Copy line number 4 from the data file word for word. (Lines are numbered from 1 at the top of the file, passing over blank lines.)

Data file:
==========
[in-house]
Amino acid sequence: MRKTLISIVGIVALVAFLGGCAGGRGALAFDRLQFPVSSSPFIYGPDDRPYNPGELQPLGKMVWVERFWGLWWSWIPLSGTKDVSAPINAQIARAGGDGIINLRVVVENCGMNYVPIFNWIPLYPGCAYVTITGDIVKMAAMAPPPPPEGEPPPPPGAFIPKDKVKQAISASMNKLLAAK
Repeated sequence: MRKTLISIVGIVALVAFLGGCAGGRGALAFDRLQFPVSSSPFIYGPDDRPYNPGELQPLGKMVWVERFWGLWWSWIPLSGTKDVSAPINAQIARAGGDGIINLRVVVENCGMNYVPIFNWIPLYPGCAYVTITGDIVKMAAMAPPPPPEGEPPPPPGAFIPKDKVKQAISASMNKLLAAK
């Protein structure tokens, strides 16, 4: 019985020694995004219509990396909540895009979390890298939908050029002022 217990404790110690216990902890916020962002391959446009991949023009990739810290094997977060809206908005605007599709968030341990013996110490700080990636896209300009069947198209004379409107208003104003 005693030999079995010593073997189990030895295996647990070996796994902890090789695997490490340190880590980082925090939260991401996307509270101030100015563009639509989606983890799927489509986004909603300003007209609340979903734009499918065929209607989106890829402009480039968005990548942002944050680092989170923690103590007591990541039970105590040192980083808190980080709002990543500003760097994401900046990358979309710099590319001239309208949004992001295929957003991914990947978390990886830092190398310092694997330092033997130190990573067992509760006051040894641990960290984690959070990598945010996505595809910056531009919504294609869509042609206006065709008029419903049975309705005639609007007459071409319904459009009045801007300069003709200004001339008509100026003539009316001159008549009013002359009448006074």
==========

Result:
């Protein structure tokens, strides 16, 4: 019985020694995004219509990396909540895009979390890298939908050029002022 217990404790110690216990902890916020962002391959446009991949023009990739810290094997977060809206908005605007599709968030341990013996110490700080990636896209300009069947198209004379409107208003104003 005693030999079995010593073997189990030895295996647990070996796994902890090789695997490490340190880590980082925090939260991401996307509270101030100015563009639509989606983890799927489509986004909603300003007209609340979903734009499918065929209607989106890829402009480039968005990548942002944050680092989170923690103590007591990541039970105590040192980083808190980080709002990543500003760097994401900046990358979309710099590319001239309208949004992001295929957003991914990947978390990886830092190398310092694997330092033997130190990573067992509760006051040894641990960290984690959070990598945010996505595809910056531009919504294609869509042609206006065709008029419903049975309705005639609007007459071409319904459009009045801007300069003709200004001339008509100026003539009316001159008549009013002359009448006074």